Coming into the Twenty-First Century

Tarantula Nebula

“The only way to make sense of change is to plunge into it, move with it, and join the dance.” ~ Alan Watts

“How can you know what you’re capable of if you don’t embrace the unknown?” ~ Esmeralda Santiago

Today I’m at Cochise College second annual Comic Con. I’ve never attended a comic con before, but since my book can be classified as fantasy, I thought I’d get my feet wet by participating in a panel discussion about world building and see how it goes. Some of my students and former students may be there, so it’s a good time to promote my book with them.

The Space Between Time kind of defies classification. It’s part historical and contemporary fiction with some time travel, paranormal and magical realism thrown in. So the world I built is based on real life world situations. I didn’t create a whole new civilization, complete with political, scientific, and/or religious struggles. Fortunately I don’t have to do much preparation for this discussion, because I’m a little over my head with creative projects at the moment.

I wanted to share the second section of chapter one of TSBT with you today, but I’m still recovering from my cold and just don’t have the energy to get the section prepped and converted to the proper audio file. Sometimes I feel so behind the times. I want to utilize all this wonderful new technology, but learning how to use it properly can be a struggle. Yet, it’s good to learn new things. In a way it keeps me young.

This week in my dramatic structure class we watched Gentleman’s Agreement a 1947 movie about anti-semitism. It was eerily relevant to what’s happening in our country now, only with muslims, hispanic, Mexican immigrants, and as always, blacks. In the movie, the main character Phil, played by Gregory Peck is writing a series of articles for a progressive magazine. He tells everyone he’s Jewish so he can get inside what it feels like to experience the discrimination for himself and thus bring a new angle to the problem faced by Jews in America. His mother, played by the wonderful Anne Revere, says after reading the first two installments of the series, “You know something, Phil? I suddenly want to live to be very old. Very. I want to be around to see what happens. The world is stirring in very strange ways. Maybe this is the century for it. Maybe that’s why it’s so troubled. Other centuries had their driving forces. What will ours have been when men look back? Maybe it won’t be the American century after all … or the Russian century or the atomic century. Wouldn’t it be wonderful … if it turned out to be everybody’s century … when people all over the world – free people – found a way to live together? I’d like to be around to see some of that … even the beginning. I may stick around for quite awhile.” And that’s how I feel. I want to stick around for quite awhile to see if the twenty-first century is everybody’s century.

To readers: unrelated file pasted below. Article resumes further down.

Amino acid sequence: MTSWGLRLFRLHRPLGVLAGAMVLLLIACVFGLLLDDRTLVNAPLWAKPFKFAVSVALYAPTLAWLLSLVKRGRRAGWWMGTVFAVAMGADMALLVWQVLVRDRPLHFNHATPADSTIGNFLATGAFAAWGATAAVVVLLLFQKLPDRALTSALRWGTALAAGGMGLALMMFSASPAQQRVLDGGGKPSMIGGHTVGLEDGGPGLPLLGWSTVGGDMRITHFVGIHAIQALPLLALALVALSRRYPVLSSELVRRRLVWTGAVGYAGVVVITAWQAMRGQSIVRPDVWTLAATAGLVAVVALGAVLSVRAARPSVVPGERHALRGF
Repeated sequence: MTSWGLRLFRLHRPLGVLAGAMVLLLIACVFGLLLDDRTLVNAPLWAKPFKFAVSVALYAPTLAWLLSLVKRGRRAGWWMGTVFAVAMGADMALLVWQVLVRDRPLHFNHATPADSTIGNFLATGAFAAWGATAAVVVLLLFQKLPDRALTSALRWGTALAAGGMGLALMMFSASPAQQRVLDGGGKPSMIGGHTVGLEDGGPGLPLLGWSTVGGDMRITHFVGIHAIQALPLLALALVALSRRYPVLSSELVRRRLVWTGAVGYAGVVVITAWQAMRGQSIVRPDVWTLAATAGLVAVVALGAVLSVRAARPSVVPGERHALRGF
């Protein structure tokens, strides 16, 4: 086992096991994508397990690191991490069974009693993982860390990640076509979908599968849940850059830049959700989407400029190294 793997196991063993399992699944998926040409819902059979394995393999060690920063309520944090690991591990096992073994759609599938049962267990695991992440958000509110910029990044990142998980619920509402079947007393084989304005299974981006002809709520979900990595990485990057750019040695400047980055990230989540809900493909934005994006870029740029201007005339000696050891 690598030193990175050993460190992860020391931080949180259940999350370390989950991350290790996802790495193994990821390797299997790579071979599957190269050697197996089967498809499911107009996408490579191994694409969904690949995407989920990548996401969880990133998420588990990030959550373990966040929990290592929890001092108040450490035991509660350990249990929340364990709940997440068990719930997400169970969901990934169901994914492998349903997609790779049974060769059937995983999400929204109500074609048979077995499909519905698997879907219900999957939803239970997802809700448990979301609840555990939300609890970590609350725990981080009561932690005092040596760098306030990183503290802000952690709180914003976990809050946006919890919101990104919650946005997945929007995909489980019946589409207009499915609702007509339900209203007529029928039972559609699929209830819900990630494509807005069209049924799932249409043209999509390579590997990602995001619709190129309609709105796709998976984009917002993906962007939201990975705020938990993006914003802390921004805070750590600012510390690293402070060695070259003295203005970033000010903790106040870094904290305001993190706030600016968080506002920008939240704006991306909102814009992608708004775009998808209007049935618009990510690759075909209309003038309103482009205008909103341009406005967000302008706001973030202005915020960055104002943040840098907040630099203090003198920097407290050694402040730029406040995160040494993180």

Hopefully soon, I’ll learn how to make the audio recordings of my book chapters and share them with you. I’ll keep trying to connect with what my nieces, nephews and students are interested in so I can keep up with the changes that are happening. If you look at the world as always getting better, we’re living in a pretty exciting time. When people look back on this time what will they say about us?

Thanks for reading all my meandering thoughts. Have a great weekend.

Lucinda Sage-Midgorden © 2018

Lucinda is the author of The Space Between Time, an award finalist in the “Fiction: Fantasy” category of the 2017 Best Book Awards. It’s a historical, time-travel, magical realism, women’s novel, and is available in all ebook formats at Smashwords, and print-on-demand at Amazon and other fine book sellers. To join her email list, click here. She will never sell the names on her list.

Published by lucindasagemidgorden

I grew up in the West, the descendant of people traveling by wagon train to a new life. Some of their determination and wanderlust became a part of me. I imagine them sitting around the campfire telling stories, which is why I became first a theatre artist, then a teacher and now a writer. They are all ways of telling stories.

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